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Iranian Family

Kurdish wedding / Photo HH
Kurdish wedding / Photo HH

The family is the most important element of Iranian culture and society and is defined in the Constitution as the fundamental unit of society. Kinship and family constitute a tightly linked network, in which the highest priority is assigned to the welfare of the members rather than to individual goals. People rely on family connections for influence, power, and security. In traditional Iranian families the individual’s life is dominated by the family and family relationships.

The typical Iranian family household is extended to include grandparents. The extended family has traditionally been the basic social unit. In rural areas the maintenance of this pattern is crucial for survival in hard times and so is generally preserved. In urban areas the significance of the extended family has diminished because of the geographical dispersion of the extended family and differences in status and material wealth.

Marriage in Iran is traditionally viewed not only as the only socially acceptable pathway to sexual relations but also as a permanent commitment, bonding not only the married couples but also their families. Procreation is a primary goal of marriage, and infertility is seen by some as an adequate justification for divorce.

Arranged marriage is common in Iran, especially in rural areas. A delegation of parents and elders from the man’s side are usually responsible for the khastegari, the formal marriage proposal. During their first meeting, the two families discuss the marital contract, in which matters such as the size of the dowry are settled.

Among upper- and middle-class urban families, the khastegari still plays an important role, but the initiative lies with the couple intending to marry. Marriages arranged by parents on behalf of their young children are rare.

Polygamy is allowed in Iran. According to Shiite marriage law, a man may have as many as four wives simultaneously. Polygamy is, however, frowned upon by many in Iran and is rarely practised.

After the Revolution, the new government adopted a pro-natalist approach. Family planning was seen as a Western influence, and contraception was no longer promoted. The legal minimum age for marriage was lowered to nine for girls and twelve for boys. After the war, the Iranian leadership revised its perception of family planning. With a ruined economy, job shortages, and overcrowded cities, population growth was seen as detrimental to development.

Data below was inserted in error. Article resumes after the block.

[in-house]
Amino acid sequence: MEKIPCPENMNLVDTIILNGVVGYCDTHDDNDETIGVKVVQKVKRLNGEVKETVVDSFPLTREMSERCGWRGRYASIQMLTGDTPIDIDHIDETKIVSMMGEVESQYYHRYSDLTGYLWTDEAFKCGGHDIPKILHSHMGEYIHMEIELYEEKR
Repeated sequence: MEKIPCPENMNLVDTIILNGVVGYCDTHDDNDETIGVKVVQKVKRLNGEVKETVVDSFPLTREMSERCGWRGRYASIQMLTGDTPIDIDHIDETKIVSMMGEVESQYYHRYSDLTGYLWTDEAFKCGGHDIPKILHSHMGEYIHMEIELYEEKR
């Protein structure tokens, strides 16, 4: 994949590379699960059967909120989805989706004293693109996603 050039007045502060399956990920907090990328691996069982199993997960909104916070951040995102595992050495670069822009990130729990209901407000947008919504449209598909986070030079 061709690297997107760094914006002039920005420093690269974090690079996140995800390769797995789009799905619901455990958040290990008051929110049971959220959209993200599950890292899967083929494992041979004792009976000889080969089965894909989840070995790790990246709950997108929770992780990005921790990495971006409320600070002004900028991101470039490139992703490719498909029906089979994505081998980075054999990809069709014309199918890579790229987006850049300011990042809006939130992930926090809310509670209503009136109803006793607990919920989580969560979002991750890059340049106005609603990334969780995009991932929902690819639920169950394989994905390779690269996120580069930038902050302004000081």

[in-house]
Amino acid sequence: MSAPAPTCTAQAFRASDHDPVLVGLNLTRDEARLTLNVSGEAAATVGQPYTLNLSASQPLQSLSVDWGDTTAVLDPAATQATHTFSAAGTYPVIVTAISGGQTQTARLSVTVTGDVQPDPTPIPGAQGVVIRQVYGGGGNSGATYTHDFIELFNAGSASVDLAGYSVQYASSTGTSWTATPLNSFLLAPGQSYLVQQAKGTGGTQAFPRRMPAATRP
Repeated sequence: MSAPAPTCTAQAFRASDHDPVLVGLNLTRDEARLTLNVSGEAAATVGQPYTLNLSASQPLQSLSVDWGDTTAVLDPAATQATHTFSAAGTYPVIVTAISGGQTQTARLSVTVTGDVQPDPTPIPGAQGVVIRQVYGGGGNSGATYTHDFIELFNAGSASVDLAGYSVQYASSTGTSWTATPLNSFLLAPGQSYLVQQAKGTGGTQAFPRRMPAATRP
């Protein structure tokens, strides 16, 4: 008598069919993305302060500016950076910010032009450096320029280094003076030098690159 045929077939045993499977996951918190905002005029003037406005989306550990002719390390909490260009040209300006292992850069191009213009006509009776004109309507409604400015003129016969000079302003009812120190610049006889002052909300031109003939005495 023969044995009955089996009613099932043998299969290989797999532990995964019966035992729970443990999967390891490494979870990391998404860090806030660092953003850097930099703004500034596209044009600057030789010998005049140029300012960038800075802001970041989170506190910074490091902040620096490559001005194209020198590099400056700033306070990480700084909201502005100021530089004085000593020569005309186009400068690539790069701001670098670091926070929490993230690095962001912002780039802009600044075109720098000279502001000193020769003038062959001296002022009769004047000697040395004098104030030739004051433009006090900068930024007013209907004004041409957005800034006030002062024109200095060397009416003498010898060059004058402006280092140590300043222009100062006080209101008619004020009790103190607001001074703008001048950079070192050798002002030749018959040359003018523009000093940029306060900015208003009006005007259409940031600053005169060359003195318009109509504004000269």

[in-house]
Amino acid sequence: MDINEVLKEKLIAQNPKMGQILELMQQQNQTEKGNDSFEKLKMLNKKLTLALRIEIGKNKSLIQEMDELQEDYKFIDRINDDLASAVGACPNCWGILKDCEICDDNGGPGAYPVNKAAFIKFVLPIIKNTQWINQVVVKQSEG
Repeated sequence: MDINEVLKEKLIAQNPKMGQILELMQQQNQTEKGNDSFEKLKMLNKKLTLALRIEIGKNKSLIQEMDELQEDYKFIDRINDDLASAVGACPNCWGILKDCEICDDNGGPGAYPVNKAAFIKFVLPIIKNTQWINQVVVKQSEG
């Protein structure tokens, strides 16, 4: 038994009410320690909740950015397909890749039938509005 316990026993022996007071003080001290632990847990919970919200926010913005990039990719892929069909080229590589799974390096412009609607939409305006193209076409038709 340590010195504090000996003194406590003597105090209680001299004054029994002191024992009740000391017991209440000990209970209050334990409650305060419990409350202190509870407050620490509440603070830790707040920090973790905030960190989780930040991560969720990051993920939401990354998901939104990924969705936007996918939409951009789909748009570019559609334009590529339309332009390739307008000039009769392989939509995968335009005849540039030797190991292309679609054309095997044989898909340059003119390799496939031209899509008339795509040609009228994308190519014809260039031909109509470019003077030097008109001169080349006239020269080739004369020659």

Thanks to family planning education, the widespread use of contraceptives, and the sharp decline in fertility, family size has declined, and socio-political changes have affected young people’s view of marriage and the structure and functioning of the family.

Although the Islamic regime encourages early marriage (based partly on the disapproval of premarital sex), the average age at first marriage during the period 1976-1996 increased from 19.7 to 22.4 for women, and from 24.1 to 25.6 for men, and divorce rates increased gradually. Divorce is strongly discouraged in Islam and disapproved of in Iranian culture. For women, especially, divorce has far-reaching consequences, because of their usual economic dependence on men and because of social disapproval of divorced women.

Temporary marriage‘ (siqeh) is another form of legal cohabitation between men and women. While no duration is specified in permanent marriage, a temporary marriage can last for a specified time. A man (either married or single) and a single woman agree on the period of the relationship and the amount of compensation to be paid to the woman.

In siqeh, the wife is not entitled to any financial support or inheritance from the husband. Proponents of siqeh argue that it curbs free sex, controls prostitution, and supports divorced or widowed women, but siqeh is very unpopular with many Iranians, particularly those of the middle and upper classes. Opponents argue that siqeh is, in fact, a form of legalized prostitution.

 

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